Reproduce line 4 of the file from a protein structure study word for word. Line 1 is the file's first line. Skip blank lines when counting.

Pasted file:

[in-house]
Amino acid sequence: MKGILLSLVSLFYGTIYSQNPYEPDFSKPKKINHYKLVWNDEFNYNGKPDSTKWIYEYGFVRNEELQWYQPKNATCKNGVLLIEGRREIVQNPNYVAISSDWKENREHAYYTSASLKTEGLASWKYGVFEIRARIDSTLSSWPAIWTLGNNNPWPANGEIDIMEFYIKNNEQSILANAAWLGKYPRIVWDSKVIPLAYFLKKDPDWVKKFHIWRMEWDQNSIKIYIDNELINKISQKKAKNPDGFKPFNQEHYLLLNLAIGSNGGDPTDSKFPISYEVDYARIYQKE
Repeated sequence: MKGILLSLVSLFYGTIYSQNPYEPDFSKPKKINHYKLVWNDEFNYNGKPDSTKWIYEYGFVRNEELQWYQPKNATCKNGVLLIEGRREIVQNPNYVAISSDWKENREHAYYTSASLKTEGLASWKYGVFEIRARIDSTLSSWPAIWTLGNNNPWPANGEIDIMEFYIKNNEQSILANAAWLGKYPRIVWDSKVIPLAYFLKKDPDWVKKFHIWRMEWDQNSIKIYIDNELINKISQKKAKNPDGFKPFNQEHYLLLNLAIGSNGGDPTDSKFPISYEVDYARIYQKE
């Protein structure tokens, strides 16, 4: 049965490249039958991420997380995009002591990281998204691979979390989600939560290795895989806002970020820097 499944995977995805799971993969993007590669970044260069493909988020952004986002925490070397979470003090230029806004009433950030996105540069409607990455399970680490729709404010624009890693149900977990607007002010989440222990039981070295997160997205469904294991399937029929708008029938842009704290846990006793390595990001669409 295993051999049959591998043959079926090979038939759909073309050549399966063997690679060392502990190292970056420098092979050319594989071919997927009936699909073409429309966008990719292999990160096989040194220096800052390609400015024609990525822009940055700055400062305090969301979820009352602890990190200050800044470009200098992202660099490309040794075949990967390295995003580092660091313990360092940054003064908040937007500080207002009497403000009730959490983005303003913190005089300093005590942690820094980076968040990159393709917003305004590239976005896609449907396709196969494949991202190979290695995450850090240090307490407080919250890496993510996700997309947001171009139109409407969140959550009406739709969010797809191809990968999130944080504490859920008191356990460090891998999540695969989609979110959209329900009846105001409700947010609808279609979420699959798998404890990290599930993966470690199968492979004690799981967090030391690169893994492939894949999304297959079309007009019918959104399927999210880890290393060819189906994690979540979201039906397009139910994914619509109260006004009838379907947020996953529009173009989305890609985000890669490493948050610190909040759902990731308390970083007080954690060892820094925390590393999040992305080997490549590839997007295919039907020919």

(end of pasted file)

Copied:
């Protein structure tokens, strides 16, 4: 049965490249039958991420997380995009002591990281998204691979979390989600939560290795895989806002970020820097 499944995977995805799971993969993007590669970044260069493909988020952004986002925490070397979470003090230029806004009433950030996105540069409607990455399970680490729709404010624009890693149900977990607007002010989440222990039981070295997160997205469904294991399937029929708008029938842009704290846990006793390595990001669409 295993051999049959591998043959079926090979038939759909073309050549399966063997690679060392502990190292970056420098092979050319594989071919997927009936699909073409429309966008990719292999990160096989040194220096800052390609400015024609990525822009940055700055400062305090969301979820009352602890990190200050800044470009200098992202660099490309040794075949990967390295995003580092660091313990360092940054003064908040937007500080207002009497403000009730959490983005303003913190005089300093005590942690820094980076968040990159393709917003305004590239976005896609449907396709196969494949991202190979290695995450850090240090307490407080919250890496993510996700997309947001171009139109409407969140959550009406739709969010797809191809990968999130944080504490859920008191356990460090891998999540695969989609979110959209329900009846105001409700947010609808279609979420699959798998404890990290599930993966470690199968492979004690799981967090030391690169893994492939894949999304297959079309007009019918959104399927999210880890290393060819189906994690979540979201039906397009139910994914619509109260006004009838379907947020996953529009173009989305890609985000890669490493948050610190909040759902990731308390970083007080954690060892820094925390590393999040992305080997490549590839997007295919039907020919």